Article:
NASA Causeway

Strata's reinforced soil wall chosen as solution to ensure that NASA Kennedy Space Center remains accessible.

Location: Titusville, FL
Application: Temporary retaining wall for a new bridge approach
Project Scope: Temporary wire walls for stage construction
Products Used: StrataGrid, SGU 40, SGU 60, and SGU 80
Contractor: RWH Construction Services Company
Client: FDOT – Orion Marine – Prime, RWH – Sub-Contractor
Date Constructed: June 2022

The Challenge

Initially, an aging causeway linked Titusville, FL, to the high-profile NASA Kennedy Space Center. The goal was to construct a modernized replacement bridge that required approaches on both sides of the bridge. According to the project drawings, one of the approaches needed to be located along the causeway road. One of the challenges in building this approach was that NASA required the road to remain open during construction since access was needed to the Space Center for its employees, scientists, researchers, and general staff, along with the public and dignitaries that travel in to watch the space launches and tour the facility.

The Solution

Because the road needed access, the project took place in two parts. While one part of the road would be closed for construction of the bridge approach, the other part would remain open for traffic. After completion of the initial section of the approach, it would be opened for traffic while the latter portion was taken up to complete the width of the approach.

The engineering of the project carefully considered several areas, including the marshlands and surrounding environment, cost, speed of construction, and the need for a flexible structure. The final structure resulted in a mechanically stabilized earth wall with soil reinforcement and black steel wire forms. The length of the approach was 1005’ (305 m), with a maximum height of 27.5’(8.4 m).

Construction is always a challenge in this sensitive marine environment in South Florida. The system to be adopted needed to be rapidly constructed to minimize any jobsite downtimes, like those that occur in the frequent and hazardous thunderstorms common to the region. Additionally, even though temporary, the façade facing the truncated road needed to be appealing to the eye because of the high-profile traffic to the center.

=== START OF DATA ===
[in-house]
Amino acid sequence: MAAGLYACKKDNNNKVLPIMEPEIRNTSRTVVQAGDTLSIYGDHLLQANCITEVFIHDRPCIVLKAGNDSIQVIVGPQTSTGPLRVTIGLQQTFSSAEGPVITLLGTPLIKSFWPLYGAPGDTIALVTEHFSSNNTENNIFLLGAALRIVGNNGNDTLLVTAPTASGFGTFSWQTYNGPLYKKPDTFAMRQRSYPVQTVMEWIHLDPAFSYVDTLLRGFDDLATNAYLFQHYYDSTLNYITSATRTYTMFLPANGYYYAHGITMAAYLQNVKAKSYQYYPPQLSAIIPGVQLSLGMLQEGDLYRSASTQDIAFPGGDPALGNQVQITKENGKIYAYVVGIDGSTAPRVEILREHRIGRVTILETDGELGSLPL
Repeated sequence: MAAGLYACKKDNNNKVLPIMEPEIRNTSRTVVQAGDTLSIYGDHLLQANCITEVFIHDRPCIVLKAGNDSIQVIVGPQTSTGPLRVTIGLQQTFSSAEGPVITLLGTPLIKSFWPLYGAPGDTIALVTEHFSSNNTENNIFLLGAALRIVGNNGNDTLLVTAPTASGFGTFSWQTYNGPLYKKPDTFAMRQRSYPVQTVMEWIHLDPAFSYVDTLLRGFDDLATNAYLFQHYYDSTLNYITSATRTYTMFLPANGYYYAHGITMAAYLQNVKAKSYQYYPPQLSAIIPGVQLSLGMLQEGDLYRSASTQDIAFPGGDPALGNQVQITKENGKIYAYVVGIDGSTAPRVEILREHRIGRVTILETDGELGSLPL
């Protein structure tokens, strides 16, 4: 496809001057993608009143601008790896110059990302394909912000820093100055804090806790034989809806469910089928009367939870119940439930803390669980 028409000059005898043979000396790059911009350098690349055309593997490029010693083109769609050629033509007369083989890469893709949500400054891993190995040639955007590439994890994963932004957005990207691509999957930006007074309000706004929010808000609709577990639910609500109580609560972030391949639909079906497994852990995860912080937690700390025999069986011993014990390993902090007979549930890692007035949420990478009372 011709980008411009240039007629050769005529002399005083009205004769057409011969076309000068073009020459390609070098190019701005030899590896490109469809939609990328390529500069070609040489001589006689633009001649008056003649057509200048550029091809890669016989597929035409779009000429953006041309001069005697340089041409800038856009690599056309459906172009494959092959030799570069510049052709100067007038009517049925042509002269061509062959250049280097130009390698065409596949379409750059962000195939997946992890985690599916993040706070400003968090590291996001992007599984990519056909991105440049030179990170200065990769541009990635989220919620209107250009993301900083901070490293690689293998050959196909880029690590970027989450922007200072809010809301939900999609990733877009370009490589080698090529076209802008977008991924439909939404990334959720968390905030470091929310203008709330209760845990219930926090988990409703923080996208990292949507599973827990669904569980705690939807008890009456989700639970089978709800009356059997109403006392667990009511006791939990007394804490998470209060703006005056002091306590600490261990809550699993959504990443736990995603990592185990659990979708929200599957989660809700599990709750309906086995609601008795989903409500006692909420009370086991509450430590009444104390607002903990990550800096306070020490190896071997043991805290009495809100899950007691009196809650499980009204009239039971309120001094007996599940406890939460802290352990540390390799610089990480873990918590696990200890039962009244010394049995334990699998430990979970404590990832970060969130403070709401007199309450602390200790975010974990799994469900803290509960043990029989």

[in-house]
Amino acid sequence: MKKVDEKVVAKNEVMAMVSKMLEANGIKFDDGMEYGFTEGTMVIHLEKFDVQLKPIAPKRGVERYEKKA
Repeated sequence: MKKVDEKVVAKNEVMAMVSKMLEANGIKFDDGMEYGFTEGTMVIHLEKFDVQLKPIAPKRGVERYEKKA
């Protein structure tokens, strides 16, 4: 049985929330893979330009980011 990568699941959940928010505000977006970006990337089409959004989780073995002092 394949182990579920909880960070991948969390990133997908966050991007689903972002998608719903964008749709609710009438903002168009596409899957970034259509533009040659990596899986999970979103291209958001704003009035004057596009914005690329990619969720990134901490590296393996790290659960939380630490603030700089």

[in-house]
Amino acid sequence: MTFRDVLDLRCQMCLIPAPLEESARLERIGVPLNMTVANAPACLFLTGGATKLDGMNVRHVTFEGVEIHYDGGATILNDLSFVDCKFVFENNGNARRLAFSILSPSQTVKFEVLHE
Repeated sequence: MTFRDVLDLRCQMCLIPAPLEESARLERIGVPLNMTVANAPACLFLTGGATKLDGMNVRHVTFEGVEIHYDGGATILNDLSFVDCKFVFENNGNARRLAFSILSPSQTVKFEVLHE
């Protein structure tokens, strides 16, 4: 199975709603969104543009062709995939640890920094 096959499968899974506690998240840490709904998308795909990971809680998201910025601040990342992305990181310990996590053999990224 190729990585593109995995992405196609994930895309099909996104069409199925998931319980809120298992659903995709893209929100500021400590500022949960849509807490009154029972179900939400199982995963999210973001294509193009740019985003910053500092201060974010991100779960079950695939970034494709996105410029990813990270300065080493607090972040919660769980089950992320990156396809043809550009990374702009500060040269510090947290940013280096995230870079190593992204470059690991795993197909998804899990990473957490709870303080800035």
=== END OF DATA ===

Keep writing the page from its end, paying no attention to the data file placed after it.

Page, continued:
Several conventional options were considered, such as soldier piles and sheet piles, but these methods were not suitable for the project’s needs. What was needed was a flexible system that was easy to install and permitted the option to remove it at the conclusion of the project, and most importantly, one that paired well with the bridge approach. And so, a temporary Strata reinforced soil retaining wall was chosen to support the temporary approach.

The Result

The temporary reinforced soil wall consists of PET uniaxial StrataGrid, SGU 40, SGU 60, and SGU 80, and locally available backfill material from the project site. These geogrids are wrapped around and protected by a face wrap of nonwoven geotextile, Strata’s ST 160. The fascia is formed by a welded steel form (see picture), which is placed to line up and level with the forms to provide an aesthetic façade. The temporary reinforced soil retaining wall supporting the access is raised simultaneously to match the height of the progressively constructed approach.

The approach was constructed to its final level and opened for traffic. The temporary reinforced soil wall by Strata was designed for the full traffic load that is expected over the bridge approach. The design life of the temporary Strata reinforced soil wall is a minimum of three years, which is well in excess of the expected time taken to complete the other portion of the approach.

It is significant to note that there was a large-diameter pipe that penetrated the face of the structure, and the temporary Strata reinforced soil wall could accommodate the obstruction in its design and detailing.

5 advantages the temporary Strata reinforced soil wall solution provided:

  • Competitive cost

  • A robust reinforced soil retaining wall system

  • A flexible temporary reinforced soil retaining wall system that permits the roadway to remain open to traffic and is able to remain in place or be removed at the conclusion of the project

  • Could be detailed for working around large-diameter pipes

  • An aesthetic facade, considering the high-profile traffic along the original access road, provides access to NASA Kennedy Space Center at Cape Canaveral

  • Ease and speed of construction